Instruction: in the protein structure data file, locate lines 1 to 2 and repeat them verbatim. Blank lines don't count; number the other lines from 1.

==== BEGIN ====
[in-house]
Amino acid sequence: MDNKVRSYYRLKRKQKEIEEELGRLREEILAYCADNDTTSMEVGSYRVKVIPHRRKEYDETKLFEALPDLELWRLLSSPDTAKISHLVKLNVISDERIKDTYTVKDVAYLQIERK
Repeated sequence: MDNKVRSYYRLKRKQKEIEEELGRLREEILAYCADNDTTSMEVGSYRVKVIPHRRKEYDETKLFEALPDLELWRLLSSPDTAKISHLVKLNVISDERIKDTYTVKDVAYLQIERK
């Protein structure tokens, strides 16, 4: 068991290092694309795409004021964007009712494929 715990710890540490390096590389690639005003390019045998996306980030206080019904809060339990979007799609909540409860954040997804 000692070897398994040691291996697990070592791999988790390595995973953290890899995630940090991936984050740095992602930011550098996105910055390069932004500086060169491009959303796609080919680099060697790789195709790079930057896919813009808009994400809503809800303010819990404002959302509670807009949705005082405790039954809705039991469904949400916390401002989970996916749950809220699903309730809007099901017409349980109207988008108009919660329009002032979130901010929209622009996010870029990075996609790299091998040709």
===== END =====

[in-house]
Amino acid sequence: MDNKVRSYYRLKRKQKEIEEELGRLREEILAYCADNDTTSMEVGSYRVKVIPHRRKEYDETKLFEALPDLELWRLLSSPDTAKISHLVKLNVISDERIKDTYTVKDVAYLQIERK